But the committee largely dismissed the company’s arguments that withdrawing the drug would make doctors and patients hesitant to enroll women in further trials. Even Merck executive Michelle Fox, the industry’s non-voting committee representative, voiced concerns about leaving the drug on the market given the FDA’s vocal stance against it.

“I don’t feel that it’s appropriate to continue to have the FDA state that they’re going to leave a drug on the market that they continue to state is ineffective, so that women can take it while the sponsor goes back to figure out if it actually works,” she said.  

An FDA advisory committee previously split over pulling the drug in 2019, recommending 9-7 for withdrawal. But Covis noted that five of the six OB-GYNs on the committee at the time voted to keep it on the market. 

The company argued the confirmatory trial was flawed and did not fully capture the drug’s effect on the highest-risk women, including Black women, thanks to high enrollment in countries like Ukraine and Russia. But committee member and New York University Department of Surgery Associate Vice Chair for Research Mara McAdams-DeMarco called that a “disingenuous argument.”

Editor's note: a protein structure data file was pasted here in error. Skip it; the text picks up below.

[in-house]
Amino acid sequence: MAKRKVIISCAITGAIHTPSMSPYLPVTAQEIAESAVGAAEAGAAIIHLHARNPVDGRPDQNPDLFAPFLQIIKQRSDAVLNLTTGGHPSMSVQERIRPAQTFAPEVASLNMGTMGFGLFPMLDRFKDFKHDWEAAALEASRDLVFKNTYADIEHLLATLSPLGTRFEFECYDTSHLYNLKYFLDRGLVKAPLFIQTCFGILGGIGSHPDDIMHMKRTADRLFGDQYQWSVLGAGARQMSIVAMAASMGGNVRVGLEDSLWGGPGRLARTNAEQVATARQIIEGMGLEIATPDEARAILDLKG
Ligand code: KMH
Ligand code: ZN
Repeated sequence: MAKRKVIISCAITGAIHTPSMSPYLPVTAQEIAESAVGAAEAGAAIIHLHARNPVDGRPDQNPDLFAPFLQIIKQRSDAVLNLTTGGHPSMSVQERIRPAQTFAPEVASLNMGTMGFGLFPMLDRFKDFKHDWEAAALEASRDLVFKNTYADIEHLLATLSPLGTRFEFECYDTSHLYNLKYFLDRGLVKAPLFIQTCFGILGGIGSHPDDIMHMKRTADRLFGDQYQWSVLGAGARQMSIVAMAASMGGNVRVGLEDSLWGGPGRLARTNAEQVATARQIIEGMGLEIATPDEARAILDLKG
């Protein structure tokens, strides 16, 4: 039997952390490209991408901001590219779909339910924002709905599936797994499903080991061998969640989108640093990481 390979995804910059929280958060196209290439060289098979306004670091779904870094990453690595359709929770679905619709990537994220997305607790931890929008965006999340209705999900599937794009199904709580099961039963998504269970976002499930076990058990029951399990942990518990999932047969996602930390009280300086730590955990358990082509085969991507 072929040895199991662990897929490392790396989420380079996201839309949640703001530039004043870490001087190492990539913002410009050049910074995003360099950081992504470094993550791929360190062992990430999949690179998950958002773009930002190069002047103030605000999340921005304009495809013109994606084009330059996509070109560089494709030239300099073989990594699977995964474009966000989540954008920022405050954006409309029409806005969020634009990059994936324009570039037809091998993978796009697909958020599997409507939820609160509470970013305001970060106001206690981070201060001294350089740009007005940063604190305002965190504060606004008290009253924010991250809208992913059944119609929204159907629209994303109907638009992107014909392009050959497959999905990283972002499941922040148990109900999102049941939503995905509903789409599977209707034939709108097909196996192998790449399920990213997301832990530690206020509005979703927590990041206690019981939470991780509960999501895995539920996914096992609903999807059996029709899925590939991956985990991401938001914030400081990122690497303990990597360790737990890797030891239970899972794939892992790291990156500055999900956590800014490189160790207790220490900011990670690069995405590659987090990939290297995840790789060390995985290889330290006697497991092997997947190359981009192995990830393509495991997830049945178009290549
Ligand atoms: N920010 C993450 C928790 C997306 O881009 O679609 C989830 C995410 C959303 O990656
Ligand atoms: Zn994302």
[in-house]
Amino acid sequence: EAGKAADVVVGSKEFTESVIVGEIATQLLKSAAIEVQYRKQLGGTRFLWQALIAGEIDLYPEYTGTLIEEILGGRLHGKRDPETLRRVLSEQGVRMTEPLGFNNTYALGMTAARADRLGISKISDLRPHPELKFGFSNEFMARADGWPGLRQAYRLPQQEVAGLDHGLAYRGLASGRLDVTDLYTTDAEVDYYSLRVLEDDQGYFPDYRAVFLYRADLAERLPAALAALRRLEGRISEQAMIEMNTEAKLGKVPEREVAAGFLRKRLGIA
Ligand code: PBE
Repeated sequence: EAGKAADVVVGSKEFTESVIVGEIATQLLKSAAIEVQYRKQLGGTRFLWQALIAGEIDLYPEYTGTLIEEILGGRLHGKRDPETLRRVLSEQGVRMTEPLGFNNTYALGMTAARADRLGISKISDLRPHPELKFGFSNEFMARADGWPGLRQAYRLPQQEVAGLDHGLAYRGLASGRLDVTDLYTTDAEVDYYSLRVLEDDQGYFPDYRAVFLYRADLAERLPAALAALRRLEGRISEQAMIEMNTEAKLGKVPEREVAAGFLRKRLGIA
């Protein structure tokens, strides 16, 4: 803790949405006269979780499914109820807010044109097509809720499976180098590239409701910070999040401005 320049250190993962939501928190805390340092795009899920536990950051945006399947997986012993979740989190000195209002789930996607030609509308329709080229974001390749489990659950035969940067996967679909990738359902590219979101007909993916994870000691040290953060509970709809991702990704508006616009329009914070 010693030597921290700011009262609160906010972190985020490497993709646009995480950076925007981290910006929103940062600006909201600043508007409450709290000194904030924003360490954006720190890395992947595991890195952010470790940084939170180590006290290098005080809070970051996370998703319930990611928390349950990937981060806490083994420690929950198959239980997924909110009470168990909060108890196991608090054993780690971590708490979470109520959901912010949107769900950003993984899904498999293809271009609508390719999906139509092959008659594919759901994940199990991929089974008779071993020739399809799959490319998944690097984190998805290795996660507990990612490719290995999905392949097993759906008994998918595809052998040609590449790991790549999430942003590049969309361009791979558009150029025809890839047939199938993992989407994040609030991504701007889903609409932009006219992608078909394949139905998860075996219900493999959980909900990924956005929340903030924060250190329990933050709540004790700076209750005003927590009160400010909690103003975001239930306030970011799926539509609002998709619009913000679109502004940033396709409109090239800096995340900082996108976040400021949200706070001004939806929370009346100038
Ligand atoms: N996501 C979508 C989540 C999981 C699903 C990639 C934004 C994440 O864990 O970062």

“The rates of preterm birth were undoubtedly known prior to the start of the trial by the sponsor,” she said. “These things that are being brought up now as flaws were in fact identifiable during the design phase of the study.” 

FDA officials pointed to a slate of real-world and other external studies on the drug since its approval as evidence that Makena’s initial study was simply a “false positive.”

“There are a lot of randomized, double blind, placebo-controlled trials here,” said Laura Lee Johnson, a director in the FDA’s Office of Biostatistics. “A lot of real-world data, and a lot of different populations.”

Covis executives — including external counsel Rebecca Wood, FDA’s former chief counsel — argued the studies differed from Makena’s approved indications in various ways. They noted that one particular study showing a possible link to higher risks of cancer in children was focused on a different drug with the same active ingredient.

The drug also comes with risks, such as depression and blood clots, although the FDA’s main concern centers on effectiveness. 

“Absent evidence of effectiveness, we are only left with risk,” said Office of New Drugs Director Peter Stein.

Stein said attempts to reanalyze the data after the fact for evidence of benefit is helpful for further study, but simply amounts to “speculation and post hoc data dredging.” 

The FDA expressed concern that keeping the drug on the market would stymie further study on more effective treatments because it would hinder enrollment in new clinical trials.

“I hope that further studies of Makena and other potential treatments will be successful,” Stein said.